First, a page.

By Crispian Balmer
ROME (Reuters) – Former Italian Prime Minister Silvio Berlusconi said on Thursday he will run in May’s European parliamentary election, standing as a candidate for public office for the first time since being found guilty of tax fraud in 2013.
Berlusconi, 82, a flamboyant media mogul and scandal-prone centre-right politician, was expelled from the upper house Senate and barred from office after his graft conviction.
However, the ban was lifted in May last year, allowing him to return to the electoral fray.
“At my ripe old age, I have decided out of a sense of responsibility to go to Europe, which lacks a deep world vision,” the perennially tanned Berlusconi told supporters on the Mediterranean island of Sardinia.
Having his name on the top of his Forza Italia (Go Italy) party’s EU ticket will boost its visibility and almost certainly ensure his election. But there is no guarantee that once he has won a seat, he will spend much, if any time in Brussels.
Italian leaders often put themselves forward in European votes only to then focus on domestic politics after the ballot.
One of Berlusconi’s biggest political controversies kicked off in the European parliament in 2003, when, in his capacity as prime minister, he compared a German lawmaker to a Nazi concentration camp guard.
Berlusconi said he wanted to stand in order to fight the 5-Star Movement, which has formed a coalition government with the billionaire businessman’s traditional ally, the League.
“We need to change this government, which includes the 5-Star Movement that is led by people who have no experience and are incompetent,” he said.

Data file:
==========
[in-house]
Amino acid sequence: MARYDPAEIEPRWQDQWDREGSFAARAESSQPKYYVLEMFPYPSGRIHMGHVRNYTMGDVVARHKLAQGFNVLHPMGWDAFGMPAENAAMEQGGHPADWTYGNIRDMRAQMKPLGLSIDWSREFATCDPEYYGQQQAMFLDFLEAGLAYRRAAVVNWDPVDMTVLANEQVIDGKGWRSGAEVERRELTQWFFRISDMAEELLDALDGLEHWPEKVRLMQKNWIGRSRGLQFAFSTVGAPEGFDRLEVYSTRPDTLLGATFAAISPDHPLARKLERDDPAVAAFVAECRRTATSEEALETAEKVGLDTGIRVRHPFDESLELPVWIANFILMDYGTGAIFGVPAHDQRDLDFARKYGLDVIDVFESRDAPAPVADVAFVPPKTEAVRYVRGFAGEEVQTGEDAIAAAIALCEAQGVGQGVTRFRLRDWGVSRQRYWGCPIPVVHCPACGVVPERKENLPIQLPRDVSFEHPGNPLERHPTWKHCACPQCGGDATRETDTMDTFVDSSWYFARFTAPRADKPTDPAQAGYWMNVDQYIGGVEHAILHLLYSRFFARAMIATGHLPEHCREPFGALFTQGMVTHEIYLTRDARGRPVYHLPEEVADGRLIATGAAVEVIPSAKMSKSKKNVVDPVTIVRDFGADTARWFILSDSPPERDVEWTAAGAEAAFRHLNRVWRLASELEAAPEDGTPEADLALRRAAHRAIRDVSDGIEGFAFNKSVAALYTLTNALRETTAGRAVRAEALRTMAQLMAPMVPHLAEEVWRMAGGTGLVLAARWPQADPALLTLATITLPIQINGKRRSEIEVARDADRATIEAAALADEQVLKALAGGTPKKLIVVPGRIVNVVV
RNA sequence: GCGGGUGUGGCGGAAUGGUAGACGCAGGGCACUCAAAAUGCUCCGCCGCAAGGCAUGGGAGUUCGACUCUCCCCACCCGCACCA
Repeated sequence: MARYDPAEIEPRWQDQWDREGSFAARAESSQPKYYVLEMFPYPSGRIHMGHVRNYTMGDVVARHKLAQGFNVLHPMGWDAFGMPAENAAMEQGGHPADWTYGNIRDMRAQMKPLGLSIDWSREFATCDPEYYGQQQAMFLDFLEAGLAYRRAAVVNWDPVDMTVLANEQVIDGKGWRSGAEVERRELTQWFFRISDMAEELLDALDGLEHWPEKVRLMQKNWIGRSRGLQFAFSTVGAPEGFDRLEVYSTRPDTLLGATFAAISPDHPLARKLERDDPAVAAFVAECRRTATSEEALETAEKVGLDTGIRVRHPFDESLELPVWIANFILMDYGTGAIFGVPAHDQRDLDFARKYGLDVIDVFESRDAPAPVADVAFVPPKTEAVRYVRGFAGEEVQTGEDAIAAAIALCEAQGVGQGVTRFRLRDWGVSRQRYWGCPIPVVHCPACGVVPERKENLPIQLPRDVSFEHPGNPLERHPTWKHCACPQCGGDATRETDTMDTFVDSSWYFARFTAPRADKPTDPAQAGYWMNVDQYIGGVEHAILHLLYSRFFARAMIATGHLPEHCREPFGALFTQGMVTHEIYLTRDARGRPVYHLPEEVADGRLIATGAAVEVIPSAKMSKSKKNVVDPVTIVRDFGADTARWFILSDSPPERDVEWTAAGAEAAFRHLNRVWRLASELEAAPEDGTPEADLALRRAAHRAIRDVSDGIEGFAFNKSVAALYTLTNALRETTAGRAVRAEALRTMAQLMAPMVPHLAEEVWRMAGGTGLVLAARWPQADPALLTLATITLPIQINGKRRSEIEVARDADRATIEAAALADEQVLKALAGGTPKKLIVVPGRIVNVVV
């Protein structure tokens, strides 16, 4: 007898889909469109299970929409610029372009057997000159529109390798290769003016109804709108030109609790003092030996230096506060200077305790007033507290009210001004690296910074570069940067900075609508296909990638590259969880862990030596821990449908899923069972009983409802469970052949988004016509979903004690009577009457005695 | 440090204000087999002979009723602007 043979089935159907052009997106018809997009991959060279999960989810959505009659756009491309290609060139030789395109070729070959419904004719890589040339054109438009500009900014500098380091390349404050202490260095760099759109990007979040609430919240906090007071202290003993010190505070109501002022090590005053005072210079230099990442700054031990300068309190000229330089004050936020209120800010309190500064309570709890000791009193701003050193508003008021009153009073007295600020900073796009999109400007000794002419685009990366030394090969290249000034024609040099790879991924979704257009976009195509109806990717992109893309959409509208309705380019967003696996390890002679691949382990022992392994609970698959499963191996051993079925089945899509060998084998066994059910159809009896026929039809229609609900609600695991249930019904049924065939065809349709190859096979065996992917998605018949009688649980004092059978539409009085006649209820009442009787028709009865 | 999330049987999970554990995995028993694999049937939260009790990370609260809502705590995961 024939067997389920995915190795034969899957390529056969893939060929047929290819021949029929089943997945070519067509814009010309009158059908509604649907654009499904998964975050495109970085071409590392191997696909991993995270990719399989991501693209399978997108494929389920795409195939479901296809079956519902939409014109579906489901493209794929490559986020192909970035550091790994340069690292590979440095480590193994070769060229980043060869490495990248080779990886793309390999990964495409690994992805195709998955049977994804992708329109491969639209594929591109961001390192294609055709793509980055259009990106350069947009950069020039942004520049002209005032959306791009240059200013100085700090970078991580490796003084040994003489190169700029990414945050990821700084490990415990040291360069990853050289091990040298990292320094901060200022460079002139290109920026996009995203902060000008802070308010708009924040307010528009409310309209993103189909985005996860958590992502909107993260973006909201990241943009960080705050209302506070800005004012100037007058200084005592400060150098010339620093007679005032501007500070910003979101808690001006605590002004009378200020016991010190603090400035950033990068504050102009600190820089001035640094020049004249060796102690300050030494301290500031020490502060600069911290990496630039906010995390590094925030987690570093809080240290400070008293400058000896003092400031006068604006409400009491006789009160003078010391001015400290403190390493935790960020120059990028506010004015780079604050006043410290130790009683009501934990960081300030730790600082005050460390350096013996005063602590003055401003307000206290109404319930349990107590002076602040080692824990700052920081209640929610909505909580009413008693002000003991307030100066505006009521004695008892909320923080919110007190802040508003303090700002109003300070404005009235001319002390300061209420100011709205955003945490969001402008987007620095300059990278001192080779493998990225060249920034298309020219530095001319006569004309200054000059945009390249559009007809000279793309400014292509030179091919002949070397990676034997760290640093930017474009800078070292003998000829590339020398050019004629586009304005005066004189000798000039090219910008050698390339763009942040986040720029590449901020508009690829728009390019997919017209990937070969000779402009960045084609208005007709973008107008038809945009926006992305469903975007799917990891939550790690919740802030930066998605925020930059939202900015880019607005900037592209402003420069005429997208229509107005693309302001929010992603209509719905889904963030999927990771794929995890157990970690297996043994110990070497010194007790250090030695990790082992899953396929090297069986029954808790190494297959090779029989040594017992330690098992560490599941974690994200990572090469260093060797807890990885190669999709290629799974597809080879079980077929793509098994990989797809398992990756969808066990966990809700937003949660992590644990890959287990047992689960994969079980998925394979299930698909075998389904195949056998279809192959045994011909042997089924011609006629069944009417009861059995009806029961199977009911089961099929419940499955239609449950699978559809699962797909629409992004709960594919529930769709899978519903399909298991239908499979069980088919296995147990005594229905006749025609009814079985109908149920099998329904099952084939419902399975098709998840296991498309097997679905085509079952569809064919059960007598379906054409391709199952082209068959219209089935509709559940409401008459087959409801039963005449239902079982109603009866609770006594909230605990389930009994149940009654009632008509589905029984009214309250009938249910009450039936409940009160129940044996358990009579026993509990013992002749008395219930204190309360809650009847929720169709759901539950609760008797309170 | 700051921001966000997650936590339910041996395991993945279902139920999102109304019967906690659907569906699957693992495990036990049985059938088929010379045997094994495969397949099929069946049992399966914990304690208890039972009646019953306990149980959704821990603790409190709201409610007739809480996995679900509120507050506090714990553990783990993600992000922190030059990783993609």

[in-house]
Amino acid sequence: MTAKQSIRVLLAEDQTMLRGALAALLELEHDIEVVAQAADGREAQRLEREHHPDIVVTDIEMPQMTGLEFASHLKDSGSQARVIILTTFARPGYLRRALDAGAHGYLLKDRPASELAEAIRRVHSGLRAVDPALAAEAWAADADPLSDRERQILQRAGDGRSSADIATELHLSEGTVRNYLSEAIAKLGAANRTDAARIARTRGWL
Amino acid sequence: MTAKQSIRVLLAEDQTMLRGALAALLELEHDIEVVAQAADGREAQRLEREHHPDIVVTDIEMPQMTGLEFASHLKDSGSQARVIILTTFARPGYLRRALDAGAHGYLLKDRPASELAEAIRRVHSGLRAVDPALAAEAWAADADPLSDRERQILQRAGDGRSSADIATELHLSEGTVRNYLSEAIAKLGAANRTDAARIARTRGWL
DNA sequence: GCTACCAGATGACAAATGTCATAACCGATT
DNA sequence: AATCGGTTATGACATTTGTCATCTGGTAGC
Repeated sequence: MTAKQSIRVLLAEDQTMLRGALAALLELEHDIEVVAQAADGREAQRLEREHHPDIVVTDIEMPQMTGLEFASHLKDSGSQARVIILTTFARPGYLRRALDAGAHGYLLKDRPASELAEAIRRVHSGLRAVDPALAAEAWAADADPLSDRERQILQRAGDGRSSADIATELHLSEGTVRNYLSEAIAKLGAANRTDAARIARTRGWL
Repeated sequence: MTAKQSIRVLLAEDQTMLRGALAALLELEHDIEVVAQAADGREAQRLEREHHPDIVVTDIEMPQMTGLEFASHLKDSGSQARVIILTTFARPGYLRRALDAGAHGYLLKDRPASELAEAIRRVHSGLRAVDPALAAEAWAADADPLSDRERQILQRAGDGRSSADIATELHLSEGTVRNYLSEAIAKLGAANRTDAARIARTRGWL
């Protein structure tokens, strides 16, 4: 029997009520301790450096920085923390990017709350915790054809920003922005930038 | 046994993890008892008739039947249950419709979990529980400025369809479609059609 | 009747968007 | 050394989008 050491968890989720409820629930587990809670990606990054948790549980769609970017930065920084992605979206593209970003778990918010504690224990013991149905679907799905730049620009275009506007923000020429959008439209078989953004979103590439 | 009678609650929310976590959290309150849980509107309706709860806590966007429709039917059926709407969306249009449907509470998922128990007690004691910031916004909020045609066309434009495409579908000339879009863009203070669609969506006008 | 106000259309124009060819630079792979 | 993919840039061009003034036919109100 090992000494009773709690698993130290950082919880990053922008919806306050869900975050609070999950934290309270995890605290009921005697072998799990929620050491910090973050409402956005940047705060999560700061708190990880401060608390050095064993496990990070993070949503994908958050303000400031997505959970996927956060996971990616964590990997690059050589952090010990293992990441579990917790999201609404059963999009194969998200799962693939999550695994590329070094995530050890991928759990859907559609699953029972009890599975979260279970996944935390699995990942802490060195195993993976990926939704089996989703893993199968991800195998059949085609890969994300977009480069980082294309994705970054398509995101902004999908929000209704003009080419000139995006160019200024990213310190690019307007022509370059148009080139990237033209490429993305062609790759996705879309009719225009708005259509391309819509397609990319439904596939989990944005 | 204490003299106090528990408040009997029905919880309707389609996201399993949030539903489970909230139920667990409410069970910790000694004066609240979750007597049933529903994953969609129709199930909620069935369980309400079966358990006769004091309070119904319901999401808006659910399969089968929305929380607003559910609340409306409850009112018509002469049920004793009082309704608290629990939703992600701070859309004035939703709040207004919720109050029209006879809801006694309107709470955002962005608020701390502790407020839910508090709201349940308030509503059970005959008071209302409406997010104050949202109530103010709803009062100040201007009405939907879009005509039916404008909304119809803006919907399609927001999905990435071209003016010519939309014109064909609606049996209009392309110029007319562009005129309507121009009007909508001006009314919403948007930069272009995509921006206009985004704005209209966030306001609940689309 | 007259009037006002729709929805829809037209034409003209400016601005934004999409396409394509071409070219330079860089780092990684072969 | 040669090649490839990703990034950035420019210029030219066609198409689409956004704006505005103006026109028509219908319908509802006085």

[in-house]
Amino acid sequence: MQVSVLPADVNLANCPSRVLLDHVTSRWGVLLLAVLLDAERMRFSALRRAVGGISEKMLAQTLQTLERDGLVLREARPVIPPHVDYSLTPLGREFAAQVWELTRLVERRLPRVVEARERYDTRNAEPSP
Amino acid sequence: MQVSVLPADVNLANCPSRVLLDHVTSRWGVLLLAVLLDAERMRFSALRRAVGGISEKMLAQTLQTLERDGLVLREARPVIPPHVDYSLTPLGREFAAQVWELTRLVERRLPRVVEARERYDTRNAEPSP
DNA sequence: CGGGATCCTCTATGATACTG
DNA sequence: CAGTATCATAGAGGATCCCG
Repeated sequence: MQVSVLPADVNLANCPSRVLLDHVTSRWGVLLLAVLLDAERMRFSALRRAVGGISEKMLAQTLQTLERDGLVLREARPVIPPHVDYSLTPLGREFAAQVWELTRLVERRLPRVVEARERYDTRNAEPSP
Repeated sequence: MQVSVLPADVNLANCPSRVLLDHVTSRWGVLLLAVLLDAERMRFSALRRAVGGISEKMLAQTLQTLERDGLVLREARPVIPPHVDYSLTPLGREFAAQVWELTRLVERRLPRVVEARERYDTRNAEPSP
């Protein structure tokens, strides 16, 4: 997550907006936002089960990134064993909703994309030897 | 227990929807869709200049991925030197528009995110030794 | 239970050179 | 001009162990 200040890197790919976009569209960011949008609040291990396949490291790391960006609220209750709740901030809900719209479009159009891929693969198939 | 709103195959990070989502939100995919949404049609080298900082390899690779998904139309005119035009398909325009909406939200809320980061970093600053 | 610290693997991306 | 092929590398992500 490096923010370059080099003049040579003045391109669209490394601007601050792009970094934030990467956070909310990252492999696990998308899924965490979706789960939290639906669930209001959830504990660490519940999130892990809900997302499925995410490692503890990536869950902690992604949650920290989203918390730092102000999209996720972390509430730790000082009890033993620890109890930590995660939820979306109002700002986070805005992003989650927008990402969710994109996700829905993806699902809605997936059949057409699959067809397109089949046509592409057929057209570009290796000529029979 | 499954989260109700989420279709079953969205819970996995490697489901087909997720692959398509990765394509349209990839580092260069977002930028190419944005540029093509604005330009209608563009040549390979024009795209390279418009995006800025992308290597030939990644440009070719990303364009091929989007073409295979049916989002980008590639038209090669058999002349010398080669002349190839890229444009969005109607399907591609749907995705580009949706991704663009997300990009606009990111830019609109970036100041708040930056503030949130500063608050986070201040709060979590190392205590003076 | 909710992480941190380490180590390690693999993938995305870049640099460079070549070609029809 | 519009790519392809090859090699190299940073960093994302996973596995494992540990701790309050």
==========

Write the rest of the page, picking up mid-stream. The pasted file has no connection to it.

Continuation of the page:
“The alliance (with the League) is not natural and I do not think it will last long,” he added.
Berlusconi campaigned for Forza in last March’s national election but said his inability to stand as a candidate hurt its chances and for the first time the group trailed the League, by 14 percent of the vote to 17.35 percent.
The centre-right bloc emerged as overall winners last March, but fell short of an outright parliamentary majority, opening the way for the League to split from its old allies and enter into a coalition with its former foe, the 5-Star.
Since then, Forza Italia has slid further, with most recent surveys putting it on 8.2 percent against 32.2 percent for the League, which is headed by Matteo Salvini and has jumped above 5-Star to become Italy’s most popular party.
Berlusconi has been prime minister four times in a political career beset by corruption and sex scandals.
He says he is the victim of leftist magistrates and has constantly defied his many enemies to overcome legal and health setbacks and return to frontline politics.
(Reporting by Crispian Balmer; Editing by Andrew Cawthorne)